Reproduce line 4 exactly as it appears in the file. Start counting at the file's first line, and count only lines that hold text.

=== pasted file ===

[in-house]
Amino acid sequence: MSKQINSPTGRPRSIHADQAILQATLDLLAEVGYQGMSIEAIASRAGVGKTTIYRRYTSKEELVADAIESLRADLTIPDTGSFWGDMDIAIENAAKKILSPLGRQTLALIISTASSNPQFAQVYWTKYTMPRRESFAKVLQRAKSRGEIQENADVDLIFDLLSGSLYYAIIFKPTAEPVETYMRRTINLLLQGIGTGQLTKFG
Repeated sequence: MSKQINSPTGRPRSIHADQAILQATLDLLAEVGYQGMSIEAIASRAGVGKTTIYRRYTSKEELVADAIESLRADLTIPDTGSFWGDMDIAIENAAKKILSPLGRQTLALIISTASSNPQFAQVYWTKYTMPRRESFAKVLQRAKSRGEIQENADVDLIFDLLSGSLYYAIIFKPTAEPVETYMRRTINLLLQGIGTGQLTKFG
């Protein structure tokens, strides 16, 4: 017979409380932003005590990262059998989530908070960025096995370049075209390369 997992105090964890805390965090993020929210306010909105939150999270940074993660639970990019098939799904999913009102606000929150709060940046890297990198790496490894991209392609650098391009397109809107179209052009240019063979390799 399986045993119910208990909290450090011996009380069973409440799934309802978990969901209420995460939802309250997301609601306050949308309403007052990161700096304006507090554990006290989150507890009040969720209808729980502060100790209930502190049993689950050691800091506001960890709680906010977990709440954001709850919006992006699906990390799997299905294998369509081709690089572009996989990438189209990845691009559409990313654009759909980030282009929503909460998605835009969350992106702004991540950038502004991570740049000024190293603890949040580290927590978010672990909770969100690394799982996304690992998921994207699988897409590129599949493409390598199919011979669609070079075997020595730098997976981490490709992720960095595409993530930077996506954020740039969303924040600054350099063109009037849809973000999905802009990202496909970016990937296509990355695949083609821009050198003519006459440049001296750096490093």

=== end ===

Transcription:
């Protein structure tokens, strides 16, 4: 017979409380932003005590990262059998989530908070960025096995370049075209390369 997992105090964890805390965090993020929210306010909105939150999270940074993660639970990019098939799904999913009102606000929150709060940046890297990198790496490894991209392609650098391009397109809107179209052009240019063979390799 399986045993119910208990909290450090011996009380069973409440799934309802978990969901209420995460939802309250997301609601306050949308309403007052990161700096304006507090554990006290989150507890009040969720209808729980502060100790209930502190049993689950050691800091506001960890709680906010977990709440954001709850919006992006699906990390799997299905294998369509081709690089572009996989990438189209990845691009559409990313654009759909980030282009929503909460998605835009969350992106702004991540950038502004991570740049000024190293603890949040580290927590978010672990909770969100690394799982996304690992998921994207699988897409590129599949493409390598199919011979669609070079075997020595730098997976981490490709992720960095595409993530930077996506954020740039969303924040600054350099063109009037849809973000999905802009990202496909970016990937296509990355695949083609821009050198003519006459440049001296750096490093």